Obsolete Because of Disloyalty.
According to Hebrews 8, we are told that there was a need for a new covenant because of the failure of God’s people to keep the old one. Hebrews 8:7 says, “For if that first covenant had been faultless, there would have been no occasion to look for a second.” Also, in Hebrews 8:13, we read: “In speaking of a new covenant, He makes the first one obsolete. And what is becoming obsolete and growing old is ready to vanish away.” The Old Covenant had priests who “serve a copy and a shadow of the heavenly things” (8:5). The Old Covenant was conditional (If…then) and continual (repeated sacrifices). The reason the Old Covenant was continually broken was because of the people’s failure to abide by the terms of the covenant. God said, “Keep the whole commandment that I command you today” (Deut 27:1). He also said, “If you faithfully obey the voice of the Lord your God…these blessings shall come upon you” (Deut 28:1-2). He also said, “But if you will not obey…these curses shall come upon you” (Deut 28:15). The people broke the covenant (see Neh 1:6-8 & Dan 9:5-6).
Replaced with God’s Faithfulness.
The Prophet Jeremiah prophesied about the New Covenant God will establish with His people. It is “not like the covenant that I made with their fathers…” (Jer 31:32). In this covenant, “I will put My law within them, and I will write it on their hearts. And I will be their God, and they shall be My people” (Jer 31:33). The new covenant is different because God promises to transform them internally. Also, the promised new covenant involves the complete forgiveness of sin: “For I will forgive their iniquity, and I will remember their sin no more” (Jer 31:34). The Old Covenant was not abolished but fulfilled. Jesus said, “Do not think that I have come to abolish the Law or the Prophets; I have not come to abolish them but to fulfill them” (Matt 5:17). Being fulfilled, they are now obsolete and replaced with the New Covenant in Jesus’ blood: “This cup that is poured out for you is the new covenant in My blood” (Luke 22:20). The New Covenant is not based on our faithfulness, but on God’s. This is not an “If…then” based on how well we perform. This is an eternal covenant based on the perfect work of Jesus.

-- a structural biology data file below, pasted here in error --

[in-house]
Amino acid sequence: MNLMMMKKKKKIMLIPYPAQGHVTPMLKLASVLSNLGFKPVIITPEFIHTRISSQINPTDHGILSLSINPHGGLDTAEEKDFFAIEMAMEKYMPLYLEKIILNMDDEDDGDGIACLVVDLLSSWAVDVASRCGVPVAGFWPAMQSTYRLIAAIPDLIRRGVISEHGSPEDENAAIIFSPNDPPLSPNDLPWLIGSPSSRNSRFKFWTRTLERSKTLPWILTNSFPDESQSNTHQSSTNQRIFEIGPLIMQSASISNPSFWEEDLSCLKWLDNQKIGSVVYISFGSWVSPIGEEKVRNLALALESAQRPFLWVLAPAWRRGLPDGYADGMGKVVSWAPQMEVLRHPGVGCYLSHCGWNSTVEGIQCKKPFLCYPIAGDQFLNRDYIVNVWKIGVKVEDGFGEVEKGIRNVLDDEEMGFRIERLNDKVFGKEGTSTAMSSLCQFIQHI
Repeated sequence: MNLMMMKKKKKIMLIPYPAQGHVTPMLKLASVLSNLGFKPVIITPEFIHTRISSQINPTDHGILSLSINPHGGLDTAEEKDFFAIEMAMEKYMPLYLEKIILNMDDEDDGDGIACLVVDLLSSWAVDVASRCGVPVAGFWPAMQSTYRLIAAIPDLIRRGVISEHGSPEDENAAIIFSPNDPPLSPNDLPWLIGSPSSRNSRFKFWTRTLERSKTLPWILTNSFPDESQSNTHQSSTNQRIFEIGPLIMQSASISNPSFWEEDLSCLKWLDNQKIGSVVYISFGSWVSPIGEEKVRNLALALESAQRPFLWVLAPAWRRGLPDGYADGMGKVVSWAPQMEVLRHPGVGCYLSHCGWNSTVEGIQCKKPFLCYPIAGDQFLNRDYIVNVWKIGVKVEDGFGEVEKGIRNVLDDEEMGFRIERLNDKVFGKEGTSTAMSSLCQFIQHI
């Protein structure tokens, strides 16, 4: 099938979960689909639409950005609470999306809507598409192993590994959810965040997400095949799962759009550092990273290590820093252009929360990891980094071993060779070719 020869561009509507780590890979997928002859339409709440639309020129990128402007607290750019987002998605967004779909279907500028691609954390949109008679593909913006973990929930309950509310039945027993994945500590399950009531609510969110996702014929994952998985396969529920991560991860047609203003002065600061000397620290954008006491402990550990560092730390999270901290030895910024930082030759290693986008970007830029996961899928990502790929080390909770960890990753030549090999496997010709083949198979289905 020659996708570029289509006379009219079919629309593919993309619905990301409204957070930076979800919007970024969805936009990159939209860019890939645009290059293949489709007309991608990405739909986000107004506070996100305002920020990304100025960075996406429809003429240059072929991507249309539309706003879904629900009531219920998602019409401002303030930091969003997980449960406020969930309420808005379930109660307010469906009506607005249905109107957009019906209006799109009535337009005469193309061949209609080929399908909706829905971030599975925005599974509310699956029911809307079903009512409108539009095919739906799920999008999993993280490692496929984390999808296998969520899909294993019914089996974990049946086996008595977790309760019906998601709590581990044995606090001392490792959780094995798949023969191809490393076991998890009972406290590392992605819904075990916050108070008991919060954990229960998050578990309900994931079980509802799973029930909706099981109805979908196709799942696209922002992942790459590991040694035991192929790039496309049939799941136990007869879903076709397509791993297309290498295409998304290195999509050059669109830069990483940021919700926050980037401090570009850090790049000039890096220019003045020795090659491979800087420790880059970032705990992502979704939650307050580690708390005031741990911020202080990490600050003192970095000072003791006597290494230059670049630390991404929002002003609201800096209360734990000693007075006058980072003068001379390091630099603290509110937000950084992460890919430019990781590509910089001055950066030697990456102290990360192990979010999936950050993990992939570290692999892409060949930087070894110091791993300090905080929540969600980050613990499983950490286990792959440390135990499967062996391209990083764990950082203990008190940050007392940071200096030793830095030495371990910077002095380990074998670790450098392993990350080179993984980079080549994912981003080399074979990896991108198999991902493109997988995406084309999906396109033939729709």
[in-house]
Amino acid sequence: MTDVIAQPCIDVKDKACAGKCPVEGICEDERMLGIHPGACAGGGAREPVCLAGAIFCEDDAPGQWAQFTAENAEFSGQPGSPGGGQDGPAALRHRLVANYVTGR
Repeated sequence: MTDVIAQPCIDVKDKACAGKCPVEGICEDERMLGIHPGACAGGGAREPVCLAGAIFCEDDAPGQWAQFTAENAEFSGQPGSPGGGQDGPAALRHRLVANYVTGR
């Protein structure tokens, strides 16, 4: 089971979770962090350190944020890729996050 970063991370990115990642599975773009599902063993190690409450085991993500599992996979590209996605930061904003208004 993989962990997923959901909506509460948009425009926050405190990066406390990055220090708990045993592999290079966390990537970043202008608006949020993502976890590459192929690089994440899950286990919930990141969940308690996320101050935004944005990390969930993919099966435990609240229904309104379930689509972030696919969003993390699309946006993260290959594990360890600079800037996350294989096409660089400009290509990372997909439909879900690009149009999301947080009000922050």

New, Better, and Forever Covenant
As we learned in Hebrews 7, we have a High Priest who is the guarantor of a better covenant (7:22). He ministers forever (Heb 7:24). He is able to save completely (7:25). He is “holy, harmless, undefiled, separate from sinners” (7:26). He does not have to first purify himself (Heb 7:27). Jesus is not a man who is weak, but the Son of God who is perfect forever (Heb 7:28). In Hebrews 8, we are reminded that Jesus ministers in the holy places…seated at the right hand of the throne of the Majesty in heaven (8:1-2). Christ “has obtained a ministry that is more excellent than the old as the covenant He mediates is better, since it is enacted on better promises” (Heb 8:6). As we continue in Hebrews, let us praise our Lord Jesus Christ.